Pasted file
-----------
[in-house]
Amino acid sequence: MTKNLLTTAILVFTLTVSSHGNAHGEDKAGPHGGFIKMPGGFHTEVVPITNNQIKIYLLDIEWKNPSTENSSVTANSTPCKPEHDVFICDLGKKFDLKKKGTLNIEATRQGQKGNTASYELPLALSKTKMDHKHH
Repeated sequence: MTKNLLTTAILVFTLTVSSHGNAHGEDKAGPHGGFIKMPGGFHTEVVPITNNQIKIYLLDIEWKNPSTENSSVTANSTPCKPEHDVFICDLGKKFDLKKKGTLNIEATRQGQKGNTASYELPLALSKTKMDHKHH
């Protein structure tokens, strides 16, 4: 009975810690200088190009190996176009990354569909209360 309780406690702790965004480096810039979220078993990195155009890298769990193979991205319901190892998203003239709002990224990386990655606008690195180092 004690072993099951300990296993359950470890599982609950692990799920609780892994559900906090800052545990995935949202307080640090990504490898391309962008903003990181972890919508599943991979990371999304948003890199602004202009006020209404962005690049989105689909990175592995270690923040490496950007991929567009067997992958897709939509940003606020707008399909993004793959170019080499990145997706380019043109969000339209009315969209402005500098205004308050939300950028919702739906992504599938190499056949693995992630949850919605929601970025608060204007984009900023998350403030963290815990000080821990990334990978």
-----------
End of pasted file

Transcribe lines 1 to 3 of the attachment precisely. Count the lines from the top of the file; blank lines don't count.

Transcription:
[in-house]
Amino acid sequence: MTKNLLTTAILVFTLTVSSHGNAHGEDKAGPHGGFIKMPGGFHTEVVPITNNQIKIYLLDIEWKNPSTENSSVTANSTPCKPEHDVFICDLGKKFDLKKKGTLNIEATRQGQKGNTASYELPLALSKTKMDHKHH
Repeated sequence: MTKNLLTTAILVFTLTVSSHGNAHGEDKAGPHGGFIKMPGGFHTEVVPITNNQIKIYLLDIEWKNPSTENSSVTANSTPCKPEHDVFICDLGKKFDLKKKGTLNIEATRQGQKGNTASYELPLALSKTKMDHKHH